The trick is to find alternatives, said Gerard McCullough, director of the Center for Transportation Studies. And this is where the Center for Transportation Studies comes in.
With funding from the federal and state government, the center works to make the nation’s veins safer, less congested and easier for emergency vehicles to navigate.
About 19 percent of the center’s annual budget comes from federal money. The center, which began its work in 1985, applies the $1 million it gets from the federal government each year to a host of projects.
Some of the projects the center executes include:
149> using video cameras and computer simulation programs to study problems with congestion;
149> researching car-pool lanes with heat-detecting cameras to cut down on lane abusers who use blow-up dolls and animals to satisfy occupancy requirements;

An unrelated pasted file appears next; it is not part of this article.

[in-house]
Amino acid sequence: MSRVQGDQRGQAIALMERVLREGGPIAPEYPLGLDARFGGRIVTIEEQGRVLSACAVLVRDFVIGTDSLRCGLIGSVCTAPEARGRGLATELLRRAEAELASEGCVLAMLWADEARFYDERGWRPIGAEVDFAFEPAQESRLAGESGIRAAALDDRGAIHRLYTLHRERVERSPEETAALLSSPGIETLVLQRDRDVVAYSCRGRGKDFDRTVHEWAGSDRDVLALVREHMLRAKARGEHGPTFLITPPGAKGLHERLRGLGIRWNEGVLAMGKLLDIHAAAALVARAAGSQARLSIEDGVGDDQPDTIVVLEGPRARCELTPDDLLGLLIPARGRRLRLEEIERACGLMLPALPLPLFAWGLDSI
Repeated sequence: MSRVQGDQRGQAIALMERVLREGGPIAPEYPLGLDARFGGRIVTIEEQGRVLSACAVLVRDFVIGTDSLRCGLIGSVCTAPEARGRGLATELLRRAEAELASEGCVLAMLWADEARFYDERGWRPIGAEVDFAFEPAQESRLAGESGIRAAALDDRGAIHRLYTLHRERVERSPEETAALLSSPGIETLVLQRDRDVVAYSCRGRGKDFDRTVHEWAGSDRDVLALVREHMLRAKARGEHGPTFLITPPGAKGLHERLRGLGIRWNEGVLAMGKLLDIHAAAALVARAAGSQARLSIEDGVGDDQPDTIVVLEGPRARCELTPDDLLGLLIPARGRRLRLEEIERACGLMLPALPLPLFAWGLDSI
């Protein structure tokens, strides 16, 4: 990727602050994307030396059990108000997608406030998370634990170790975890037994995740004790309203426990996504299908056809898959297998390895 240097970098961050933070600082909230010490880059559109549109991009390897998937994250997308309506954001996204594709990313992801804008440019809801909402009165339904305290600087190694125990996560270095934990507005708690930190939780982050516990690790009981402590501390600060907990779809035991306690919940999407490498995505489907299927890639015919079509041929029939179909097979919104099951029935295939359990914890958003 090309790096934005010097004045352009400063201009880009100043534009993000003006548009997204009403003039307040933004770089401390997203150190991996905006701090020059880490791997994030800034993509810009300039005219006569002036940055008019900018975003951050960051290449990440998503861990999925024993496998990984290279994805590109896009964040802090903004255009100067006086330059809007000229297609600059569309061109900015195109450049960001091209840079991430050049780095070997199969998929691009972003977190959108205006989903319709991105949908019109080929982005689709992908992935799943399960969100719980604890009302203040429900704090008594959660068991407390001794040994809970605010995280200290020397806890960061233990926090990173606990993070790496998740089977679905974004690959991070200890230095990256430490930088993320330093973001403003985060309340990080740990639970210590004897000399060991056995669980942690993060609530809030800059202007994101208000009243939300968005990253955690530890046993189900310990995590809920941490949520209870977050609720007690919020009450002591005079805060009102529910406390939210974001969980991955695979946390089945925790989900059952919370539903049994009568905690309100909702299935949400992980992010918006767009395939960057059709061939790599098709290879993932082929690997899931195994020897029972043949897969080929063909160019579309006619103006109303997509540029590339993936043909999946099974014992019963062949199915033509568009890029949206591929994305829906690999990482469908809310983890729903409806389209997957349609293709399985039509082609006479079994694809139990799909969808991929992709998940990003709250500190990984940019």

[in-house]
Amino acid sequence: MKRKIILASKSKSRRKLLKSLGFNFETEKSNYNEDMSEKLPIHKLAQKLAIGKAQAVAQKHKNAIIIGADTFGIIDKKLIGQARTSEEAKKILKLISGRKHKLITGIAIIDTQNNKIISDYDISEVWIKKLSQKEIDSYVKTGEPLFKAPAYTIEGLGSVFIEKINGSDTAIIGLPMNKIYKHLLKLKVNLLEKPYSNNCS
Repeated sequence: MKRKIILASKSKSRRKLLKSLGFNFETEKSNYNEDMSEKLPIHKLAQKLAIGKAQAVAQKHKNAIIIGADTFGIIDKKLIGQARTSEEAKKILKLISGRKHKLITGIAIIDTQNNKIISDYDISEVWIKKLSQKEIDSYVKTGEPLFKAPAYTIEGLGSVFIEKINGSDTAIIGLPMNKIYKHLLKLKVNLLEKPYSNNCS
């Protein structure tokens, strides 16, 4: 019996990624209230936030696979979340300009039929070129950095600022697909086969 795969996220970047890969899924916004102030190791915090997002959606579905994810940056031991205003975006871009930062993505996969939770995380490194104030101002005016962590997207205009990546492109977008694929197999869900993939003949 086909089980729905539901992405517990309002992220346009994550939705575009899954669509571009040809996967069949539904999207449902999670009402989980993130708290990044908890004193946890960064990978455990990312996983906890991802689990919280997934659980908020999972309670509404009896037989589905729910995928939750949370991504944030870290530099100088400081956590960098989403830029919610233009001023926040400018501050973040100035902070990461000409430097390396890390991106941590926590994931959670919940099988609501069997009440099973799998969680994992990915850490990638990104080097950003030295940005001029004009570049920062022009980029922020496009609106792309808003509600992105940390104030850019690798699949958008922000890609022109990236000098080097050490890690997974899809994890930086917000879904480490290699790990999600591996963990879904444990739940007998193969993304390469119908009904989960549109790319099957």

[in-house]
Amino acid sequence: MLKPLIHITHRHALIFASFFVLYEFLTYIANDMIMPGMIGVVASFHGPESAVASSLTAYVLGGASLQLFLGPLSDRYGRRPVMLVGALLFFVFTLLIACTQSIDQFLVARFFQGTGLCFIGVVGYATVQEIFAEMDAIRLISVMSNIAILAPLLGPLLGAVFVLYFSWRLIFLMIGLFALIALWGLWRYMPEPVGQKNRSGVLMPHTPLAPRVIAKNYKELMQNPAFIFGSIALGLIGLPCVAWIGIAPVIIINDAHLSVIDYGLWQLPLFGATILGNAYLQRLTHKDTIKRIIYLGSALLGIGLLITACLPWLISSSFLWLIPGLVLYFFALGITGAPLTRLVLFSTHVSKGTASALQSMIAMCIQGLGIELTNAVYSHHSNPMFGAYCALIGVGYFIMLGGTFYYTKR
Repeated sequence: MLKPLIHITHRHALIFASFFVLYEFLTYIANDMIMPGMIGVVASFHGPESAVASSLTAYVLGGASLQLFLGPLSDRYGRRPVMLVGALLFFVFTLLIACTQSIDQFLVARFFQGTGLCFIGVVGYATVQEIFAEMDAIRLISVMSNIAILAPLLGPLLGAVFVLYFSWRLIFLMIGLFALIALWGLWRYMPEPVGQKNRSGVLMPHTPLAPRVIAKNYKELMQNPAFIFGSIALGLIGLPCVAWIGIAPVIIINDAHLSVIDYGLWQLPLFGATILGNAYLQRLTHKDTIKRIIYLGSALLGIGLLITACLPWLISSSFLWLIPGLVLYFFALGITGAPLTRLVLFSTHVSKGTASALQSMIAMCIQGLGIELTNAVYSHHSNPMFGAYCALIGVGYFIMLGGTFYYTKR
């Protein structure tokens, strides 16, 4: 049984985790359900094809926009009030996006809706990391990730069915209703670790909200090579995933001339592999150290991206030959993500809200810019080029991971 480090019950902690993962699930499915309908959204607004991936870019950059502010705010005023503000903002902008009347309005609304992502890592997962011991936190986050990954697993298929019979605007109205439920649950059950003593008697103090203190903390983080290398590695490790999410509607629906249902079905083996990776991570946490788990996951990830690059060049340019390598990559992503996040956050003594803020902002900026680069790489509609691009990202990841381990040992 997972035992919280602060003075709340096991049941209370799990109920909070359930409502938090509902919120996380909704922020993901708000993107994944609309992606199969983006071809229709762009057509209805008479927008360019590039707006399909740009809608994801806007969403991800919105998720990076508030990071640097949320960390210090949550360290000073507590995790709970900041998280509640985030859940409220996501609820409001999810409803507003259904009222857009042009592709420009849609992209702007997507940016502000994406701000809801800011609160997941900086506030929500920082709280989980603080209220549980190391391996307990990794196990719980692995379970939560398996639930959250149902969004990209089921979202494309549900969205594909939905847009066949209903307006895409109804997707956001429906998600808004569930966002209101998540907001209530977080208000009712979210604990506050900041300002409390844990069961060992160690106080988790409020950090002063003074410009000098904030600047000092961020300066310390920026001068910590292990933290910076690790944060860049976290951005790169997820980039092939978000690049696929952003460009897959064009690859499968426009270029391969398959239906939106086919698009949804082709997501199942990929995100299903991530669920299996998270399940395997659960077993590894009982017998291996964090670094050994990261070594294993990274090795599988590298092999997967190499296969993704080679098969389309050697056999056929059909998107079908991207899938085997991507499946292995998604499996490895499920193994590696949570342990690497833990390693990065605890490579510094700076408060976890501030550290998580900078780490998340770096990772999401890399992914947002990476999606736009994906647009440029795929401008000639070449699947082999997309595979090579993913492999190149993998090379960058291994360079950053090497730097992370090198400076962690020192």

149> studying whether relationships between telephones, computers and e-mail cut down on business travel or increase it because of expanded transaction circles.
Certain projects require collaboration with the state transportation department. Because of this, the Minnesota Department of Transportation contributes some of its federal aid to the University.
Each year the state can allocate 25 percent of its federal funds to the University’s center.
How much the center gets from the state varies by year and the number of projects underway. The University has gotten anywhere from $250,000 to $2 million annually from the state’s research branch called Guidestar.
The center works in conjunction with faculty from several University departments to further transportation initiatives. From the English Department to the Institute of Child Development, the faculty is as varied as the projects.
Although the center funds and executes hundreds of projects, it doesn’t accept just any proposal. Each one is examined by a team of 10 to 20 volunteers who consider the project for three to six months.
Resources are allocated to different projects depending on whether they can be used outside in the real world, not just in the lab.